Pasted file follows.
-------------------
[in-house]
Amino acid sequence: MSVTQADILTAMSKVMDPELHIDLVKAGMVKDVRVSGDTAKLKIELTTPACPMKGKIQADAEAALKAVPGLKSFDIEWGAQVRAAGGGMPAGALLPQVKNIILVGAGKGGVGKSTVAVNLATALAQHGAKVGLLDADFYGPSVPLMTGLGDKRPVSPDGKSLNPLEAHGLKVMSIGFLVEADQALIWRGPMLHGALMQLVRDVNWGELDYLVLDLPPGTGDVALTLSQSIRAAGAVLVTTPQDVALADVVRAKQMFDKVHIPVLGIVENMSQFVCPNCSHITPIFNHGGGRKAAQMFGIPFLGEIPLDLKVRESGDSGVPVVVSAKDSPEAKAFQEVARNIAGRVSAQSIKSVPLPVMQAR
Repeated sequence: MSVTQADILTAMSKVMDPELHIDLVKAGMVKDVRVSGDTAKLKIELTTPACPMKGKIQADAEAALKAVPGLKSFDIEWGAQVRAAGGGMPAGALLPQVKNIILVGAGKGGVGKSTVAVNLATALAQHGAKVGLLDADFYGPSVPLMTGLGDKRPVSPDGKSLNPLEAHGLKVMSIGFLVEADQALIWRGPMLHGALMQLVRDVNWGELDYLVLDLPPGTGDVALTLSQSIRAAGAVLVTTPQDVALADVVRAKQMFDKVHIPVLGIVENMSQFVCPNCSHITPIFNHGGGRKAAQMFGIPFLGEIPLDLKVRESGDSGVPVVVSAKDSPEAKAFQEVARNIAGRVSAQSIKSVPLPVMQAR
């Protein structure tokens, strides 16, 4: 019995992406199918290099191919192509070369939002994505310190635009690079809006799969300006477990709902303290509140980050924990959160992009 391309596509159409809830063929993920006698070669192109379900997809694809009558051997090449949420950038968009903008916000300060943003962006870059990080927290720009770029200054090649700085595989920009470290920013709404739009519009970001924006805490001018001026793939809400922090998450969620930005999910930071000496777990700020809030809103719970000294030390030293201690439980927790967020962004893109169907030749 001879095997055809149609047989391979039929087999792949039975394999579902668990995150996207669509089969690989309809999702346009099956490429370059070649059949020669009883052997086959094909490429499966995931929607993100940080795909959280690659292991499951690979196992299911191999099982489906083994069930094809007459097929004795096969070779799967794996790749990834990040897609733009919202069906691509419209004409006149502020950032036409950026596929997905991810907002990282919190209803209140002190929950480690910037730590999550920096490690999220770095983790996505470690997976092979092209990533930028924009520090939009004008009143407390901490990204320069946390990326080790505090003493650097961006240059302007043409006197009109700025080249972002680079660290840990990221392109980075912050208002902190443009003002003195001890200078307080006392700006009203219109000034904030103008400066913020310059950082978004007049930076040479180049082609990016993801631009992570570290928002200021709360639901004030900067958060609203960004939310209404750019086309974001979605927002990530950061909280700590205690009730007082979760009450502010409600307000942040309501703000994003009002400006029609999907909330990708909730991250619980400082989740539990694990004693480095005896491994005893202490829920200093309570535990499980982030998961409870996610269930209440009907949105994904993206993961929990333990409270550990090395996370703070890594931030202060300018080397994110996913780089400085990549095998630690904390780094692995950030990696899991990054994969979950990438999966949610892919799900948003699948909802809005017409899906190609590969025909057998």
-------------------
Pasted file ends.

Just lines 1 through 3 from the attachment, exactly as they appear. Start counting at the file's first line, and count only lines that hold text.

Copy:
[in-house]
Amino acid sequence: MSVTQADILTAMSKVMDPELHIDLVKAGMVKDVRVSGDTAKLKIELTTPACPMKGKIQADAEAALKAVPGLKSFDIEWGAQVRAAGGGMPAGALLPQVKNIILVGAGKGGVGKSTVAVNLATALAQHGAKVGLLDADFYGPSVPLMTGLGDKRPVSPDGKSLNPLEAHGLKVMSIGFLVEADQALIWRGPMLHGALMQLVRDVNWGELDYLVLDLPPGTGDVALTLSQSIRAAGAVLVTTPQDVALADVVRAKQMFDKVHIPVLGIVENMSQFVCPNCSHITPIFNHGGGRKAAQMFGIPFLGEIPLDLKVRESGDSGVPVVVSAKDSPEAKAFQEVARNIAGRVSAQSIKSVPLPVMQAR
Repeated sequence: MSVTQADILTAMSKVMDPELHIDLVKAGMVKDVRVSGDTAKLKIELTTPACPMKGKIQADAEAALKAVPGLKSFDIEWGAQVRAAGGGMPAGALLPQVKNIILVGAGKGGVGKSTVAVNLATALAQHGAKVGLLDADFYGPSVPLMTGLGDKRPVSPDGKSLNPLEAHGLKVMSIGFLVEADQALIWRGPMLHGALMQLVRDVNWGELDYLVLDLPPGTGDVALTLSQSIRAAGAVLVTTPQDVALADVVRAKQMFDKVHIPVLGIVENMSQFVCPNCSHITPIFNHGGGRKAAQMFGIPFLGEIPLDLKVRESGDSGVPVVVSAKDSPEAKAFQEVARNIAGRVSAQSIKSVPLPVMQAR